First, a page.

Whenever someone fails or succeeds in Pittsburgh, it’s like we all fail or succeed. That’s why, when things go wrong, it’s such a betrayal – when a politician gives a break to some big-box shop while a local, whose head tells them to move but heart tells them to stay, struggles. That’s why, when things go right, it’s a joy – when Wiz Khalifa gets “Pittsburgh Sound” into Rolling Stone’s top picks.
This city is something of a tabula rasa – as I sometimes say to outsiders, it’s open season for freaks here. Try something. Try anything. If it fails, we’ll help you move on; if it succeeds, we’ll be the first to buy a round. And by “we,” I don’t mean some institution or government agency, but the rest of us who believe in the true gospel of Pittsburgh – the base layer of “hope” that holds everything here together, including you and me.
Tabula rasa? That's not the Pittsburgh I've learned about over the last nine years. Try this as piece of possible Pittsburgh scripture: "The steel industry is over and one with, and its history matters not a whit to Pittsburgh's future." Everyone (the Pittsburgh "we," believers in the true gospel of Pittsburgh) ready to recite that statement and help the city just move on? When you see a new Pittsburgh business fail, are the Pittsburgh "we" ready to lend a helping hand and put the owner and employees on new footing with a fresh start and a new bank loan, no harm no foul? I didn't think so. Tabula rasa, and open season for freaks ("Berkeley on the Mon")? Maybe someday, and maybe some of that would be a good thing. Too much, probably not.
Right now, the good news in Pittsburgh consists mostly of veneration for its history. History, that is, that lives in us -- steel, glass, labor, Maz, Roberto, Pops, Franco, Mario, not history lost to the ages, such as William Pitt the Elder). The gospel has room for some hope for the future (biomed, higher ed, high tech, Downtown residential development), but good news for the future comes less frequently than it should; hope is often tempered by clouds, and by fear. Like any city, Pittsburgh has its freaks, but it keeps them at a safe distance, reading the City Paper and hanging out at the Beehive.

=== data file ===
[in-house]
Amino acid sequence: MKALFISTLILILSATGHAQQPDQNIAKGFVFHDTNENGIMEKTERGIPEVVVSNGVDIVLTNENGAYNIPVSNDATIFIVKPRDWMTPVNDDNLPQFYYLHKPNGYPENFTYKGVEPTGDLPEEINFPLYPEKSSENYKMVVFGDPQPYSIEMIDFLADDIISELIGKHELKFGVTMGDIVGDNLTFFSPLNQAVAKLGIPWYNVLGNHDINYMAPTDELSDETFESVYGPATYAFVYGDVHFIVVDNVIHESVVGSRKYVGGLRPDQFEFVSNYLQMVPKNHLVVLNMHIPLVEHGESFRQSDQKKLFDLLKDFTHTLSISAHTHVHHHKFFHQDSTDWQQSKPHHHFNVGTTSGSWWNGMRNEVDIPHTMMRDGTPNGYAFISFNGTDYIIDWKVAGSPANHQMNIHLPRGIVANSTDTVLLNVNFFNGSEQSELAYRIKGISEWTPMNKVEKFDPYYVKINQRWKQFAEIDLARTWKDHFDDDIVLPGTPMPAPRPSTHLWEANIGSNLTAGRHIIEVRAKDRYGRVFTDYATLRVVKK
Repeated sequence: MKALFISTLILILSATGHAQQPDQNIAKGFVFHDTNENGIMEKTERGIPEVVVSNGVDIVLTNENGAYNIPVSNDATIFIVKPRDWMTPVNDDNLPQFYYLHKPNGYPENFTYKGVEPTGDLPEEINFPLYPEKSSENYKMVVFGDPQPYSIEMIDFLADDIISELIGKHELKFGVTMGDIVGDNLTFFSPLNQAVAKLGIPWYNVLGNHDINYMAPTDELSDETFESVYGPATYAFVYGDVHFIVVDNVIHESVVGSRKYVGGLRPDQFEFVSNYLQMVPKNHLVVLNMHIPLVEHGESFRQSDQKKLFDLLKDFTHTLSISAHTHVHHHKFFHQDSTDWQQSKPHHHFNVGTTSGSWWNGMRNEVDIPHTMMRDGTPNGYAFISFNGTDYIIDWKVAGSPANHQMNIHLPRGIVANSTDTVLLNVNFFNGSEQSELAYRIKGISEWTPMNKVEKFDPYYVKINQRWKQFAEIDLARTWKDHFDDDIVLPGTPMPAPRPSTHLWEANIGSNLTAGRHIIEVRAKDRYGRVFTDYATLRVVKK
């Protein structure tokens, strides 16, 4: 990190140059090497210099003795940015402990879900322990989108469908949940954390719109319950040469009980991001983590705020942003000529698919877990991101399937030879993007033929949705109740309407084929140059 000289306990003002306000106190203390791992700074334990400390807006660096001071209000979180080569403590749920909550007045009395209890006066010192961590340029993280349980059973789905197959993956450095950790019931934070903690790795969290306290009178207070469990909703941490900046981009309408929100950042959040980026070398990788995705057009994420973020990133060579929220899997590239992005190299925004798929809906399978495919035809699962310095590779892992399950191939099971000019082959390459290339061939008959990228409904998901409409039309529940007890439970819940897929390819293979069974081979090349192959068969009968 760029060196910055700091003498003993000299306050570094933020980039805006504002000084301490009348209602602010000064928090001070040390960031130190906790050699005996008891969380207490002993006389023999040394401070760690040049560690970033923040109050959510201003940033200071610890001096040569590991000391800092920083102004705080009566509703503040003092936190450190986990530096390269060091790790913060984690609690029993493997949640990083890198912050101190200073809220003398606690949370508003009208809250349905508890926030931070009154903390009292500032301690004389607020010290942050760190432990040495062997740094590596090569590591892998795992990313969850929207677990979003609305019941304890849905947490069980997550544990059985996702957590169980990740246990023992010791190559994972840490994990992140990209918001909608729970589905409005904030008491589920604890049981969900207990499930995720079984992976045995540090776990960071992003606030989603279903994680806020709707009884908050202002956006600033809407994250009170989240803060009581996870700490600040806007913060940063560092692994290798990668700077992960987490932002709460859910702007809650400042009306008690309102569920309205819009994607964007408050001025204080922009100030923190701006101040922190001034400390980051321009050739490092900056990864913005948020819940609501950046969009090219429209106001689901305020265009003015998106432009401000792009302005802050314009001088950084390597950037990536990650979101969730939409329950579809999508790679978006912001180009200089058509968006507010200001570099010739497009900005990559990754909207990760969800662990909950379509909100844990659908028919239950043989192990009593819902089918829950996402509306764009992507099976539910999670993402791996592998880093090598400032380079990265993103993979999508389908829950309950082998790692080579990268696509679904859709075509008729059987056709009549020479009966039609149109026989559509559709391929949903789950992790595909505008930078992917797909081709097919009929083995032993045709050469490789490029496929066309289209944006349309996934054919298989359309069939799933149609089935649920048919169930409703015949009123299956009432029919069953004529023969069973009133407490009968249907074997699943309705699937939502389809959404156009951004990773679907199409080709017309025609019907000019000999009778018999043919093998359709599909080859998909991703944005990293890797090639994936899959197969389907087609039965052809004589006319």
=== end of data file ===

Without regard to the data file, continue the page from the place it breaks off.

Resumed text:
The religious metaphor is an interesting one, but metaphoric gospel of Pittsburgh that contrasts true traditionalist believers with heretic freaks (note, as always, that one group needs the other) misses the best of Pittsburgh's future. Metaphorically, Pittsburgh needs less old-time religion. It needs less hope. The future of Pittsburgh needs economic and cultural evangelicals, doers (not hopers) like those showcased in today's other Pop City promo, freaks who got organized and funded and are building their own church on the foundations of its predecessor.